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Research / Discovery

Weed Lab seeks to improve Colorado crops

January 21, 2010

There appears to be some mystery surrounding the building located at 300 W. Pitkin. With no official sign, the Weed Research Laboratory houses valuable research to improve the quality of Colorado crops and the development of new herbicides.

Weed Research Laboratory mysteries revealed

C-14 labeled chemicals are an essential tool in their research. Galen Brunk, research associate and lab manager, helps solve the mystery surrounding the history of the building and the goals of their research:

“Once these facilities focused on research around the potato viruses and the building was named Potato Virus Building. Although the range of the work performed in the lab has broadened over the years, the name stuck and a lot of the old-school employees still refer to it by the old name. A few years ago the building was re-designated the ‘Weed Research Laboratory’ to better reflect work taking place in the building.”

New products for weed control

“The truth is, few people really know what is happening at the Weed Lab”, says Brunk. The Weed Lab is part of CSU’s Department of Bioagricultural Sciences and Pest Management, and works in cooperation with private herbicide companies – such as DuPont, BASF, SePRO, and Syngenta – to develop new products for weed control in crops, rangeland, natural areas, and aquatic environments.

The herbicide companies contact the lab to invest in research which will contribute to the development of new products. The group then performs on site experimentation that includes field studies, greenhouse studies and laboratory chemical analysis. The program is entirely self-supported with the assistance of the herbicide firms.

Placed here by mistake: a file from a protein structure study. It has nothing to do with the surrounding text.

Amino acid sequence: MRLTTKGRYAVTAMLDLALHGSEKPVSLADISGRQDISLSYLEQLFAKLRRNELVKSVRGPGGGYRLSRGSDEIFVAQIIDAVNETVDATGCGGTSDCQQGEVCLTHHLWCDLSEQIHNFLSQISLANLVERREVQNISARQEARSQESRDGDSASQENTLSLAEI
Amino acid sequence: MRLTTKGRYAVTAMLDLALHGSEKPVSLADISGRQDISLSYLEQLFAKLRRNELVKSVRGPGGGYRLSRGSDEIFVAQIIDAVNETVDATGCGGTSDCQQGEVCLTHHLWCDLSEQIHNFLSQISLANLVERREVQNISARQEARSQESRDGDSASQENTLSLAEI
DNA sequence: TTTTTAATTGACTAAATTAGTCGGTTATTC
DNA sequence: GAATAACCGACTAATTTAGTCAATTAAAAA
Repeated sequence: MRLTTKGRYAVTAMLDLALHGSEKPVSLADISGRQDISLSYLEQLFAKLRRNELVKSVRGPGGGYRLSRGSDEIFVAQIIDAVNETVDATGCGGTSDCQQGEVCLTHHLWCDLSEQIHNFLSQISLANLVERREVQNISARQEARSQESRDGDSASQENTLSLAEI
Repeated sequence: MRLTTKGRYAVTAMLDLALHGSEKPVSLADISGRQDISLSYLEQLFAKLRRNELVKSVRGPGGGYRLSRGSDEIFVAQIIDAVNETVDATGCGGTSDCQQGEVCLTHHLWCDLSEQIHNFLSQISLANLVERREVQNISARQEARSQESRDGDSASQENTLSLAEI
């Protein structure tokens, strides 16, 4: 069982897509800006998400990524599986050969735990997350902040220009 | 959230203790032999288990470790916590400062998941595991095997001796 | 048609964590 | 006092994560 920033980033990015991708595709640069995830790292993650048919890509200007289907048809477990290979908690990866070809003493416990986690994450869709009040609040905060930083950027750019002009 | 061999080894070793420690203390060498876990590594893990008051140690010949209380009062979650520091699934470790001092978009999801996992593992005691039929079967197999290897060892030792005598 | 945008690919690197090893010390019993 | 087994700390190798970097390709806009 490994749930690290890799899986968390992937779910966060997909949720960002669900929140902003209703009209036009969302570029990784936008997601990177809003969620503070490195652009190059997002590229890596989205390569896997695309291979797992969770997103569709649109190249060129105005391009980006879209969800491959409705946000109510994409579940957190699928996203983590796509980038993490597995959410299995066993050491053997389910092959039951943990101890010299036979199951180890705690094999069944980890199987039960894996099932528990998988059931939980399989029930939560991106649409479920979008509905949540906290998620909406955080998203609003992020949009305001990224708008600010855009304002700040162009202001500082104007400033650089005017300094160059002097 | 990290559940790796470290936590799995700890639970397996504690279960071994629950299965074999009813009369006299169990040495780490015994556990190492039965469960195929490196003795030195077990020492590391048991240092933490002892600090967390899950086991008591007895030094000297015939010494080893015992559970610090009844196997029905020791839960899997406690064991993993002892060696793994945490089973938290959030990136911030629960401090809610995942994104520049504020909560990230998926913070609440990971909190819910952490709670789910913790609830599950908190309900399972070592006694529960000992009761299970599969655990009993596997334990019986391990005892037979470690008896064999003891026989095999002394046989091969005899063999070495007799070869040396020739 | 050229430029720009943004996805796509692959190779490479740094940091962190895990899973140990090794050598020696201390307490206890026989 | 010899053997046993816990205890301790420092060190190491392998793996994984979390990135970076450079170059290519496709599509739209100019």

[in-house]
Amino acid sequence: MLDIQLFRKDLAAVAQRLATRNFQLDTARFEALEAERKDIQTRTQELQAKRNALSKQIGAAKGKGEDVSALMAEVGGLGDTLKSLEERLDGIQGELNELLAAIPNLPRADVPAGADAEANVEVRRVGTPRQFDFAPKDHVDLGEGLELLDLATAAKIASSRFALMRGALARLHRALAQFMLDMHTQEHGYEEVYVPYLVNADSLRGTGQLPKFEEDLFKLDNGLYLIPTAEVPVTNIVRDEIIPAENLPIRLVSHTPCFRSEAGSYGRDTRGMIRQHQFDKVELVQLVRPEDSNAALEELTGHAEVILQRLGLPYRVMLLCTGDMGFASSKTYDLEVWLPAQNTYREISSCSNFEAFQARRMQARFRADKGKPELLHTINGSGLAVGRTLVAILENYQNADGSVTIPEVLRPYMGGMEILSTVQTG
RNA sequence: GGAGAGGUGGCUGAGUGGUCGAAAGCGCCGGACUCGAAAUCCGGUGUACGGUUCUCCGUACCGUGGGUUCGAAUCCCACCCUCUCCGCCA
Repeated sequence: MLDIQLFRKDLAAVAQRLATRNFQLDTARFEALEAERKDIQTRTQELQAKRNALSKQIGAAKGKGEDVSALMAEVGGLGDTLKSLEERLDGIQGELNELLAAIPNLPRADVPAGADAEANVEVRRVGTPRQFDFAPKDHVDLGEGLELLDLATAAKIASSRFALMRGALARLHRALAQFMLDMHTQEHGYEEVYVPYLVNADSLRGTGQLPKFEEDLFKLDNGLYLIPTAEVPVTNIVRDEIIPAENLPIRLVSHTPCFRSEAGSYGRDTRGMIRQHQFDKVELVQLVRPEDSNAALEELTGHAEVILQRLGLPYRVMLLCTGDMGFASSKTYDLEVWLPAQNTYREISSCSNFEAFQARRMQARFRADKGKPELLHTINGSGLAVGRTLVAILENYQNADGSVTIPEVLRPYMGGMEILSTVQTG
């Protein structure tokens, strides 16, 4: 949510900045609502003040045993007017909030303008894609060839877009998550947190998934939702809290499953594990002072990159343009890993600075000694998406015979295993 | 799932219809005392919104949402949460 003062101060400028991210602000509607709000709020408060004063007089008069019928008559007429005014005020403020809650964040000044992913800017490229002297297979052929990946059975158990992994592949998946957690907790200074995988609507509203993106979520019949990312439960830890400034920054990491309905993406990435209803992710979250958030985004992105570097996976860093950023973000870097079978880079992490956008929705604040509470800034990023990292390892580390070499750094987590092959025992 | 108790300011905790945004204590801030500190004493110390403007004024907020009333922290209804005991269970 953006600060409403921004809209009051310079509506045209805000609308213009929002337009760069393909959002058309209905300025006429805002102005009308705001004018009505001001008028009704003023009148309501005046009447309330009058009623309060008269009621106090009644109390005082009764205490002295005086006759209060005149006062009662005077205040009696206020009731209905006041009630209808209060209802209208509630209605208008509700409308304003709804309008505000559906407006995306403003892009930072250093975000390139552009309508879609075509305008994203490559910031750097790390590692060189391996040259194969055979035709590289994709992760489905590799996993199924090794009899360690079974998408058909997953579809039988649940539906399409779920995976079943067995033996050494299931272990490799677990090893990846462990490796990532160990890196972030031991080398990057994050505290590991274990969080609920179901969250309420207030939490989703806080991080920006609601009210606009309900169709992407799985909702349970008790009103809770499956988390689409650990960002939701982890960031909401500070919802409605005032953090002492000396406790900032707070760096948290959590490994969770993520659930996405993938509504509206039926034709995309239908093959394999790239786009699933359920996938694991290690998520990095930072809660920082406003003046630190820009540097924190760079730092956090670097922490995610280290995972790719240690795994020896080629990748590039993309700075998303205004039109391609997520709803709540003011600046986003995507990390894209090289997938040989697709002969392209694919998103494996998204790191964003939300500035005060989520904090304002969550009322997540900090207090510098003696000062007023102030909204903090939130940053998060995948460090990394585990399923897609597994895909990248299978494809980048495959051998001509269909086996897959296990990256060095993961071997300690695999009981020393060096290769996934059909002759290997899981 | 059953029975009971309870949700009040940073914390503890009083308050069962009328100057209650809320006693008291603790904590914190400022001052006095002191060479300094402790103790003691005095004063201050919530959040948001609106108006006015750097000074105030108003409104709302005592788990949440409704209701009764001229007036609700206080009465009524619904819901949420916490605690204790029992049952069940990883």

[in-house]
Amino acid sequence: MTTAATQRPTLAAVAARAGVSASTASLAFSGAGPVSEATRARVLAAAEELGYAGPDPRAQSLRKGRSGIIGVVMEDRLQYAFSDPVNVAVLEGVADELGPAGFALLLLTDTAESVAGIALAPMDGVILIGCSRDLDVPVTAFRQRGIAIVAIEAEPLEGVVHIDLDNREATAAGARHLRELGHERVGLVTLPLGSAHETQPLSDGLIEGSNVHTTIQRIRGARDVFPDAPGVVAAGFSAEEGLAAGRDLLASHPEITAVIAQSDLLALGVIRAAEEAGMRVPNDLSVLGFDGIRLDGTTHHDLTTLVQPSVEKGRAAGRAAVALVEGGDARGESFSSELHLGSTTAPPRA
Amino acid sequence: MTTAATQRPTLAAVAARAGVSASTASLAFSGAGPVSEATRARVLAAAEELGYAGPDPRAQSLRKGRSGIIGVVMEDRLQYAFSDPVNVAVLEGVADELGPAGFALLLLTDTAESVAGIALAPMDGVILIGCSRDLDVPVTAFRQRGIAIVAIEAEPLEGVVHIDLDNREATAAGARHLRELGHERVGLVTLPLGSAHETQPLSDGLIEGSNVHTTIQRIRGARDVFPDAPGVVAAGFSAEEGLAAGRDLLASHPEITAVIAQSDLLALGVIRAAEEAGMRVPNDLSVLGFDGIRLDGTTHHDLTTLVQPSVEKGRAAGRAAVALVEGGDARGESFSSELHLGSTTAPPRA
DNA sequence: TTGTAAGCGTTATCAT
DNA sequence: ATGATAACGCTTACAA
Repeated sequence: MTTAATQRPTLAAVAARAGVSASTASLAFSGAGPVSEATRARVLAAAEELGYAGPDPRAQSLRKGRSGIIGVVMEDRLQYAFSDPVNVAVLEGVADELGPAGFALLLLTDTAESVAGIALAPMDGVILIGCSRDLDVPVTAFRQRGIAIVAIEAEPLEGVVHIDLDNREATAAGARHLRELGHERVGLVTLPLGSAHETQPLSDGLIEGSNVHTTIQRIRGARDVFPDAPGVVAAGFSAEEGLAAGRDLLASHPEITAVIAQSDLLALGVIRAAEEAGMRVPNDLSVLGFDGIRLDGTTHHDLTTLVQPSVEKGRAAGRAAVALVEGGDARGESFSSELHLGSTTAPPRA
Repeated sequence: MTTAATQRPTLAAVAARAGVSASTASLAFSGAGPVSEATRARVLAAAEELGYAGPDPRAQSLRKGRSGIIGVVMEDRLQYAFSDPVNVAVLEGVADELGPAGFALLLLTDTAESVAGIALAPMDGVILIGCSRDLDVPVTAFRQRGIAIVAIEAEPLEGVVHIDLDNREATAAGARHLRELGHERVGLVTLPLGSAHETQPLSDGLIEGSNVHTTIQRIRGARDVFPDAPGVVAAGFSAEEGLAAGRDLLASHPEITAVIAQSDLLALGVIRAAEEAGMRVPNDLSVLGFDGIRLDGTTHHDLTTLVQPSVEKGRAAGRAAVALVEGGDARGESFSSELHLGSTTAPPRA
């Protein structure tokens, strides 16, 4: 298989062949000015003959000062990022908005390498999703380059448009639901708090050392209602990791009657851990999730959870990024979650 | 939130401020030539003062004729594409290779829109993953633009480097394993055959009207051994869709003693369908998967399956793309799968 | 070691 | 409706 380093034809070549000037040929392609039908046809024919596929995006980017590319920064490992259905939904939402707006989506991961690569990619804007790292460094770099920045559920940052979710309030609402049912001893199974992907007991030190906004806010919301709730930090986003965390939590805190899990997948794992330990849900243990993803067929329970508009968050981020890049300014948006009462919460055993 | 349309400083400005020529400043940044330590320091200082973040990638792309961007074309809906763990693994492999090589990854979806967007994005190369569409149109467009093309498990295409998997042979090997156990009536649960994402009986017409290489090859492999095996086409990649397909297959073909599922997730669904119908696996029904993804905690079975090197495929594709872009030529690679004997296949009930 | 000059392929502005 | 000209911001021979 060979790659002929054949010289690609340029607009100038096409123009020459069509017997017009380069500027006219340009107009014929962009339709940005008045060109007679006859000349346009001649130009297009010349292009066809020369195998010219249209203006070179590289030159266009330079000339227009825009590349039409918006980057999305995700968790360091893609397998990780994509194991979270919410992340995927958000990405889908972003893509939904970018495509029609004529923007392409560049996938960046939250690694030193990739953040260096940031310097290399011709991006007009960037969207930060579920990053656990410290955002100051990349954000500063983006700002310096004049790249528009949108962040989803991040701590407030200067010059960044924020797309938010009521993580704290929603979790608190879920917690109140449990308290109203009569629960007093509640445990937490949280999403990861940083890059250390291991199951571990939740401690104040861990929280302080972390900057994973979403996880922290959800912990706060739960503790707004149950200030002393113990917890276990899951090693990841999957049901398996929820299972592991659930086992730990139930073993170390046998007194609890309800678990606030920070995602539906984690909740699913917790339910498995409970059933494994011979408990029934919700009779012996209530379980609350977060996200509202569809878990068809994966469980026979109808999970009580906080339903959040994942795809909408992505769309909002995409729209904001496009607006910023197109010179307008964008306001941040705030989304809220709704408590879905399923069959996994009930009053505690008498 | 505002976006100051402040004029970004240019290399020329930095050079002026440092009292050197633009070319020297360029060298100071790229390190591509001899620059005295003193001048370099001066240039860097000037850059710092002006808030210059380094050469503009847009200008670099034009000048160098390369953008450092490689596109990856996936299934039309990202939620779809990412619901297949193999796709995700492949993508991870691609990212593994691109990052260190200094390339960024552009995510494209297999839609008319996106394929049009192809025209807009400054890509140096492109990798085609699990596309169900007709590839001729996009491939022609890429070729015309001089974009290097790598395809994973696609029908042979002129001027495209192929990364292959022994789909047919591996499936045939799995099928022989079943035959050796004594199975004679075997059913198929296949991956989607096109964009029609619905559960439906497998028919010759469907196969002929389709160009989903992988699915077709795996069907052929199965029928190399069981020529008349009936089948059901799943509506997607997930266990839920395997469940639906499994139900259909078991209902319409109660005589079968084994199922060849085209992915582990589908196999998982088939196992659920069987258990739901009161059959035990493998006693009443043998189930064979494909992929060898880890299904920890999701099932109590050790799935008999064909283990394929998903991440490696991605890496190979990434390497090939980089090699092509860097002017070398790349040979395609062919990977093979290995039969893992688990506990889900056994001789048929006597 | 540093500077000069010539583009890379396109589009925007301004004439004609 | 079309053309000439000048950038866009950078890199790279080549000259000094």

Students conduct key research

Four graduate students are currently performing experiments involving radiation, which will eventually be a part of their thesis. In order to work with radioactive isotopes, these students must undergo radiation training modules 0, 1, 2 and 4.

The group is supervised by the principal user, Scott Nissen, and the lab’s qualified user, Brunk, who assist the students to design and monitor their experiments, with the support of CSU's Radiation Control Office.

For those already wondering whether there is radioactivity in your produce, it is worth mentioning that radiation is used merely as a research tool, and Brunk reassures that it would never end up in agricultural use.

The C-14 labeled herbicide is usually obtained from sponsors and is used to trace the herbicide’s metabolism, translocation, and mode of action, which is facilitated with the use of the radioactive isotope.

Radioactive isotopes used to test efficacy of herbicides 

The experiments involve applying the radioactive labeled herbicide to plants and following where it goes. Data derived from experiments can provide information on how to make the herbicide more effective. Brunk clarifies:

“Utilizing C-14 is a natural choice because herbicides are nearly always organic compounds. The lab’s certification for radiation use gives us a broader approach to research and fosters cooperation with different labs on campus and visiting researchers. The companies are usually impressed with this capability, which they do not find often in other institutions.”

Galen Brunk has been employed at CSU for over 11 years, after working in a private pharmaceutical company and at the University of Nebraska Medical Center, where he performed his academic research in the field of cancer research. 

Originally published in the Radiation Control Office e-newsletter.

Contact: Fernanda Dore
Phone: (970) 491-4835